Friday, December 12, 2008

Salvation in Luke's Christmas (Luke 1, Luke 2)

This weekend, I will be giving the sermons at my church, Hope Chapel West Oahu. For the three weeks before Christmas, we are (very roughly) following the outline of Rick Warren's new book, The Purpose of Christmas. This week, the sermon title is Christmas is a Time for Salvation, and I will be preaching mainly from Luke 1-2. As I studied, I was impressed with the amount of references to salvation in Luke's birth narrative.

Notice these lines from Mary, Zechariah, the angel, Simeon and Anna:
  • And Mary said: “My soul glorifies the Lord and my spirit rejoices in God my Savior.” (Luke 1:46-47)
  • His father Zechariah was filled with the Holy Spirit and prophesied: “Praise be to the Lord, the God of Israel, because he has come and has redeemed his people. He has raised up a horn of salvation for us in the house of his servant David… salvation from our enemies and from the hand of all who hate us— (Luke 1:67-71)
  • to rescue us from the hand of our enemies, and to enable us to serve him without fear, in holiness and righteousness before him all our days. (Luke 1:74-75)
  • And you, my child, will be called a prophet of the Most High; for you will go on before the Lord to prepare the way for him, to give his people the knowledge of salvation through the forgiveness of their sins… (Luke 1:76-77)
  • But the angel said to them, “Do not be afraid; for behold, I bring you good news of great joy which will be for all the people; for today in the city of David there has been born for you a Savior, who is Christ the Lord. (Luke 2:10-11)
  • And there was a man in Jerusalem whose name was Simeon; and this man was righteous and devout, looking for the consolation of Israel; and the Holy Spirit was upon him... Simeon took him in his arms and praised God, saying: “Sovereign Lord, as you have promised, you now dismiss your servant in peace. For my eyes have seen your salvation” (Luke 2:25, 28-30)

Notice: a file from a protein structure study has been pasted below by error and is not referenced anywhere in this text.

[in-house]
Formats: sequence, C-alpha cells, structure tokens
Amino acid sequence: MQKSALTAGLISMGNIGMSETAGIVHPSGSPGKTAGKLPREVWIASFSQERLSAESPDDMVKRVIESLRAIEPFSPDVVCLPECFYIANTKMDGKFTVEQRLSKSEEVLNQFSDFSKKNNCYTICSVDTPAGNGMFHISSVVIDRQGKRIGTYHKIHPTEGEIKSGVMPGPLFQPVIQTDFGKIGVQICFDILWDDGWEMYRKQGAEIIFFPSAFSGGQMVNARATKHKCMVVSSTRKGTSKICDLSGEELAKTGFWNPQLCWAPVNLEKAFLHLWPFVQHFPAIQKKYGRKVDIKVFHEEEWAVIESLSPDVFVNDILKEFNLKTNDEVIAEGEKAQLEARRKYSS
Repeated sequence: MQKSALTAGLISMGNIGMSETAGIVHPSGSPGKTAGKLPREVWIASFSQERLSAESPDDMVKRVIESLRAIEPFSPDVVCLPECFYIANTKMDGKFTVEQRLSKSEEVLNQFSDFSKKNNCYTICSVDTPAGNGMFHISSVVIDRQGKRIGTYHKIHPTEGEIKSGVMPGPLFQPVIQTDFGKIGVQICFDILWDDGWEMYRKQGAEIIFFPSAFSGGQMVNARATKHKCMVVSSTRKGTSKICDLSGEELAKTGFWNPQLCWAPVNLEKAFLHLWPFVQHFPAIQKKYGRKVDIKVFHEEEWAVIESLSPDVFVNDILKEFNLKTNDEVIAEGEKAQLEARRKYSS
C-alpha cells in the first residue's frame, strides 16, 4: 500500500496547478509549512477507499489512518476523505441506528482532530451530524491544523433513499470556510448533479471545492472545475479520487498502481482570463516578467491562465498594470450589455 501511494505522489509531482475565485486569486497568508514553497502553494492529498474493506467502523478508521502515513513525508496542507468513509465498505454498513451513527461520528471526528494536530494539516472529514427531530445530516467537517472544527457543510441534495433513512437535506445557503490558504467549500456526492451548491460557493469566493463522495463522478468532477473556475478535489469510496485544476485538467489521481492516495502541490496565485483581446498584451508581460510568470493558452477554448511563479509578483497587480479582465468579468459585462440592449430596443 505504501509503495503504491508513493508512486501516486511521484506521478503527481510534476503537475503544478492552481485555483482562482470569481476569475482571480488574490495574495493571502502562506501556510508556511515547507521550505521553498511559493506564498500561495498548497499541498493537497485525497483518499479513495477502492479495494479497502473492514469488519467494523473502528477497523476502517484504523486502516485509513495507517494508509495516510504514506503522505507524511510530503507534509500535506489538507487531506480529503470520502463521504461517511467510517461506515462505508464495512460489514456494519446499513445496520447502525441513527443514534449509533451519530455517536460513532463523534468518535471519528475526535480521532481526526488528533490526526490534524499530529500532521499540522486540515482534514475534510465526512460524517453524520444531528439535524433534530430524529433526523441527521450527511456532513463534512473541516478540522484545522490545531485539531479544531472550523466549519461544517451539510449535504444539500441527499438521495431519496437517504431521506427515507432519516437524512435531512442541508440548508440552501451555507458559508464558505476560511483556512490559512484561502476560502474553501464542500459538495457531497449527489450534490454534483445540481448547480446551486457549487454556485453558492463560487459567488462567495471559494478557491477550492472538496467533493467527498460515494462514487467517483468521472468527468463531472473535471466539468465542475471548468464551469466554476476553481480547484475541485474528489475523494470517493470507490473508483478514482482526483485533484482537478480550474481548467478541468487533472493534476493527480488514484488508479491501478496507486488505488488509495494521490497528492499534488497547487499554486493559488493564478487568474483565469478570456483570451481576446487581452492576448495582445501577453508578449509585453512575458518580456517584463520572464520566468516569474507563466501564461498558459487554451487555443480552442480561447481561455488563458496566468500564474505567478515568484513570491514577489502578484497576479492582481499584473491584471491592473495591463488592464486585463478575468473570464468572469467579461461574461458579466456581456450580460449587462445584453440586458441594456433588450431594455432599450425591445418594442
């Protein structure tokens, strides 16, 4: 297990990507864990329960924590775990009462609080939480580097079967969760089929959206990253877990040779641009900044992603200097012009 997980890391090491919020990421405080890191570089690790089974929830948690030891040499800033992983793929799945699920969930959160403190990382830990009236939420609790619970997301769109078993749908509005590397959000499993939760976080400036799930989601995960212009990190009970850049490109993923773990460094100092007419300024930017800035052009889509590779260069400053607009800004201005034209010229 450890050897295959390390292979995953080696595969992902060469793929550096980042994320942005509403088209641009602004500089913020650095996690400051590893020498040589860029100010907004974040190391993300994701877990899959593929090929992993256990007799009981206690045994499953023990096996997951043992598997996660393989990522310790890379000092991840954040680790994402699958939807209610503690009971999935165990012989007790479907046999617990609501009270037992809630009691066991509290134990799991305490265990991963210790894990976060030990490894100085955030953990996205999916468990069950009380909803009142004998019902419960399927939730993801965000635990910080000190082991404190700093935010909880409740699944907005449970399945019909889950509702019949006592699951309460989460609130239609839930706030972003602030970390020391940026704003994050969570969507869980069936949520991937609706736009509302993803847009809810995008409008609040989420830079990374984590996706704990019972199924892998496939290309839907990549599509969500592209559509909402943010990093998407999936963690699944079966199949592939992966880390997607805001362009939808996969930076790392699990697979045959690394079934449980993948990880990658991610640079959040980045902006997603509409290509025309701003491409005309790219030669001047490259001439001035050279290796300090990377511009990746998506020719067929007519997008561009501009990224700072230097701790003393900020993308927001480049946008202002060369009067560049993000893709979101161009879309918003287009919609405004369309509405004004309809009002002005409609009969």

• At that very moment [Anna] came up and began giving thanks to God, and continued to speak of Him to all those who were looking for the redemption of Jerusalem.

Salvation is a central theme in Luke's story of the birth of Jesus. Jesus is the "horn of salvation" and even salvation itself - and of course, Jesus' name means "salvation."

Zechariah talked about both salvation from enemies and from sin. In most of the NT, the emphasis is on deliverance from sin - in fact, sin is the enemy from which Jesus delivers us. The salvation that Jesus brings is also salvation to something - Zechariah rejoices that we are saved "to serve him without fear, in holiness and righteousness." This is good to remember today - the message of salvation is not only deliverance from sin and its consequences but deliverance to a life of positive righteousness and usefulness to God.

Here, at the beginning of Luke, the emphasis is on salvation for Israel: "redeemed his people," "redemption of Jerusalem," "consolation of Israel." The angel's message is "good news for all the people" - but "people" (laos in Greek) refers to the nation of Israel, not the whole world. Luke doesn't leave out Gentiles (Jesus is "a light to the Gentiles," according to Simeon), but he downplays them at the beginning of his gospel. Luke raises the profile of Gentiles slowly in his story, culminating with his focus on Paul's mission to the Gentiles in the second half of Acts.

The picture: The Nativity, by Martin Schongauer, 1470s.


  1. Dr. Manning, will your messages from this weekend become podcasts? BTW, I liked your spot for DCAT on NHIA this weekend. The LOTR action figures were funny. You do realize they called them "figurines" in the spot though right? That's a step away from saying you play with dolls. Honest mistake though I guess. Ha ha...

    I'm glad you brought to attention all the references to salvation in Luke's birth narrative. That was exciting to read. Why do you think Luke chose to downplay the role of the Gentiles at the beginning of his gospel and instead raise it slowly? Was it because his Jewish audience at the time may have not been ready for the fact that salvation was for everyone and he wanted to break the idea in slowly so as not to turn them off right off the bat? Was this a "seeker-friendly" gospel? Ha ha...had to come full-cirlce to Rick Warren.

    God Bless,

  2. Hi Keoki,

    Yes, I just posted the two Christmas sermons, plus a few radio interviews from earlier this year.

    I'll have to look for the NHIA video - I haven't seen it yet. I hope they mentioned that I love the book, not just the figures! Oh well.

    I think Luke raised the profile of Gentiles in his account mainly because that's the way it happened historically. Jesus was the Messiah to the Jews, and had minimal involvement with Gentiles. One of the central themes of Acts is how the gospel about the Messiah moved from Jerusalem to Rome, crossing from Palestinian Jews to Hellenistic Jews to Samaritans and ultimately to Gentilees. Luke hints at the beginning that this would one day happen, but he shows accurately that the Messianic movement began as an exclusively Jewish group.

  3. Oops - forgot to mention - the new sermons are posted in the right margin of the blog, or you can get them from the "teachings" tab of the church website,

  4. Thanks, Dr. Manning. Got em!



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